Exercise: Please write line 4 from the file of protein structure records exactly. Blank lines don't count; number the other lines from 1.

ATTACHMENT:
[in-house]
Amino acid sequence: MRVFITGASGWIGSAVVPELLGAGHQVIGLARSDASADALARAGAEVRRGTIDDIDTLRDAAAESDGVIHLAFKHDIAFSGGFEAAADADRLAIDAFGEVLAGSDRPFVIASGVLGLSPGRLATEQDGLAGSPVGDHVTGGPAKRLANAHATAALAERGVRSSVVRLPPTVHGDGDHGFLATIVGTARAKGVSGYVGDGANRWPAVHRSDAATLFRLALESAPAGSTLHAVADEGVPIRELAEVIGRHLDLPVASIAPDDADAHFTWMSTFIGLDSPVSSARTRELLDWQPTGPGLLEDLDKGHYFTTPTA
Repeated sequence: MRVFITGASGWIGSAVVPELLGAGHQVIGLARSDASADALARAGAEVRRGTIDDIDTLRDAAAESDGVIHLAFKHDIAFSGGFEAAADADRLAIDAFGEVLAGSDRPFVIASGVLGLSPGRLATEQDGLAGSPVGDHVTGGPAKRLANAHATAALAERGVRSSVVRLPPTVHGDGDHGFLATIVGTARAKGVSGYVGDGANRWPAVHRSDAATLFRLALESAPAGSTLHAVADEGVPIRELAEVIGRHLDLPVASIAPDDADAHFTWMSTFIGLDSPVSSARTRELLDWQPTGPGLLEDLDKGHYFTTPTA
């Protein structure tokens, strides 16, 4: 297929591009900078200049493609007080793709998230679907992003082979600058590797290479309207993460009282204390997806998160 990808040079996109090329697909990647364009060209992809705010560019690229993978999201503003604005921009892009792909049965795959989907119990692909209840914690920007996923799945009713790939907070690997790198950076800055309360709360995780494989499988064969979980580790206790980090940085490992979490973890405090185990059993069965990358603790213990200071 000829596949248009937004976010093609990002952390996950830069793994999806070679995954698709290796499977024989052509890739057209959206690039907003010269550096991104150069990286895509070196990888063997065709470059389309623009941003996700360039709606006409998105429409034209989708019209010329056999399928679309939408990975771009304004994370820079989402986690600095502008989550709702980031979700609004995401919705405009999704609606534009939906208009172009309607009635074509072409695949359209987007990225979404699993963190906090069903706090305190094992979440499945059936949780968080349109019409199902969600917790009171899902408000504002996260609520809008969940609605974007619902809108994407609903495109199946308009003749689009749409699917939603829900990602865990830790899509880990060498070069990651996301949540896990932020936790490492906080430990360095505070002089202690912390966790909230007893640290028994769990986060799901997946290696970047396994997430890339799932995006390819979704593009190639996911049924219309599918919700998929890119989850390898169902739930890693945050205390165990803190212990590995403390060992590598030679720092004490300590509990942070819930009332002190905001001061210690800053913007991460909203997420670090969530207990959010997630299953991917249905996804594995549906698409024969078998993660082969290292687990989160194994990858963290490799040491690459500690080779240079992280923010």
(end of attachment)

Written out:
């Protein structure tokens, strides 16, 4: 297929591009900078200049493609007080793709998230679907992003082979600058590797290479309207993460009282204390997806998160 990808040079996109090329697909990647364009060209992809705010560019690229993978999201503003604005921009892009792909049965795959989907119990692909209840914690920007996923799945009713790939907070690997790198950076800055309360709360995780494989499988064969979980580790206790980090940085490992979490973890405090185990059993069965990358603790213990200071 000829596949248009937004976010093609990002952390996950830069793994999806070679995954698709290796499977024989052509890739057209959206690039907003010269550096991104150069990286895509070196990888063997065709470059389309623009941003996700360039709606006409998105429409034209989708019209010329056999399928679309939408990975771009304004994370820079989402986690600095502008989550709702980031979700609004995401919705405009999704609606534009939906208009172009309607009635074509072409695949359209987007990225979404699993963190906090069903706090305190094992979440499945059936949780968080349109019409199902969600917790009171899902408000504002996260609520809008969940609605974007619902809108994407609903495109199946308009003749689009749409699917939603829900990602865990830790899509880990060498070069990651996301949540896990932020936790490492906080430990360095505070002089202690912390966790909230007893640290028994769990986060799901997946290696970047396994997430890339799932995006390819979704593009190639996911049924219309599918919700998929890119989850390898169902739930890693945050205390165990803190212990590995403390060992590598030679720092004490300590509990942070819930009332002190905001001061210690800053913007991460909203997420670090969530207990959010997630299953991917249905996804594995549906698409024969078998993660082969290292687990989160194994990858963290490799040491690459500690080779240079992280923010």